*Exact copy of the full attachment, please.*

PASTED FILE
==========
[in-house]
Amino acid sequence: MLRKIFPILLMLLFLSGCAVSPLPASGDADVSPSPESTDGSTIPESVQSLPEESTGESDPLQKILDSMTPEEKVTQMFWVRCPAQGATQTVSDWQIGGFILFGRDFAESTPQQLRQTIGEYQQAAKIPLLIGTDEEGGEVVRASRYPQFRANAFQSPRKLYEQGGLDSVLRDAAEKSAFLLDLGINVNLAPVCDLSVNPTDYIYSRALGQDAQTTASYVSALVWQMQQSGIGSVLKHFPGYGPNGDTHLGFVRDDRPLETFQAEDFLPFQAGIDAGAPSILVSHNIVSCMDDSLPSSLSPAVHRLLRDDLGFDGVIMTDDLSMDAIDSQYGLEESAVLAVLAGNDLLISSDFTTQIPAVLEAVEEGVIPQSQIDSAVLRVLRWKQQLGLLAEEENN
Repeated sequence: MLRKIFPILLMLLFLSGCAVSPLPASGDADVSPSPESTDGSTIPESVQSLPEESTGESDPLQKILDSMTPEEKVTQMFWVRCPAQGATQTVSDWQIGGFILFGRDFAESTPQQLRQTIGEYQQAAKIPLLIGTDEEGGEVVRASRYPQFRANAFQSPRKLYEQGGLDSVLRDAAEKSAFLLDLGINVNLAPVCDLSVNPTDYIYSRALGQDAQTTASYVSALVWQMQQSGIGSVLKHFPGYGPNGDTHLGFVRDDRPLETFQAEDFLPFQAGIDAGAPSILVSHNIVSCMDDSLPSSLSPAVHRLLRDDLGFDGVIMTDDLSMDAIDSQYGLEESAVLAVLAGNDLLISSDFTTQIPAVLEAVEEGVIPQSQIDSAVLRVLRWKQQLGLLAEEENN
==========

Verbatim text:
[in-house]
Amino acid sequence: MLRKIFPILLMLLFLSGCAVSPLPASGDADVSPSPESTDGSTIPESVQSLPEESTGESDPLQKILDSMTPEEKVTQMFWVRCPAQGATQTVSDWQIGGFILFGRDFAESTPQQLRQTIGEYQQAAKIPLLIGTDEEGGEVVRASRYPQFRANAFQSPRKLYEQGGLDSVLRDAAEKSAFLLDLGINVNLAPVCDLSVNPTDYIYSRALGQDAQTTASYVSALVWQMQQSGIGSVLKHFPGYGPNGDTHLGFVRDDRPLETFQAEDFLPFQAGIDAGAPSILVSHNIVSCMDDSLPSSLSPAVHRLLRDDLGFDGVIMTDDLSMDAIDSQYGLEESAVLAVLAGNDLLISSDFTTQIPAVLEAVEEGVIPQSQIDSAVLRVLRWKQQLGLLAEEENN
Repeated sequence: MLRKIFPILLMLLFLSGCAVSPLPASGDADVSPSPESTDGSTIPESVQSLPEESTGESDPLQKILDSMTPEEKVTQMFWVRCPAQGATQTVSDWQIGGFILFGRDFAESTPQQLRQTIGEYQQAAKIPLLIGTDEEGGEVVRASRYPQFRANAFQSPRKLYEQGGLDSVLRDAAEKSAFLLDLGINVNLAPVCDLSVNPTDYIYSRALGQDAQTTASYVSALVWQMQQSGIGSVLKHFPGYGPNGDTHLGFVRDDRPLETFQAEDFLPFQAGIDAGAPSILVSHNIVSCMDDSLPSSLSPAVHRLLRDDLGFDGVIMTDDLSMDAIDSQYGLEESAVLAVLAGNDLLISSDFTTQIPAVLEAVEEGVIPQSQIDSAVLRVLRWKQQLGLLAEEENN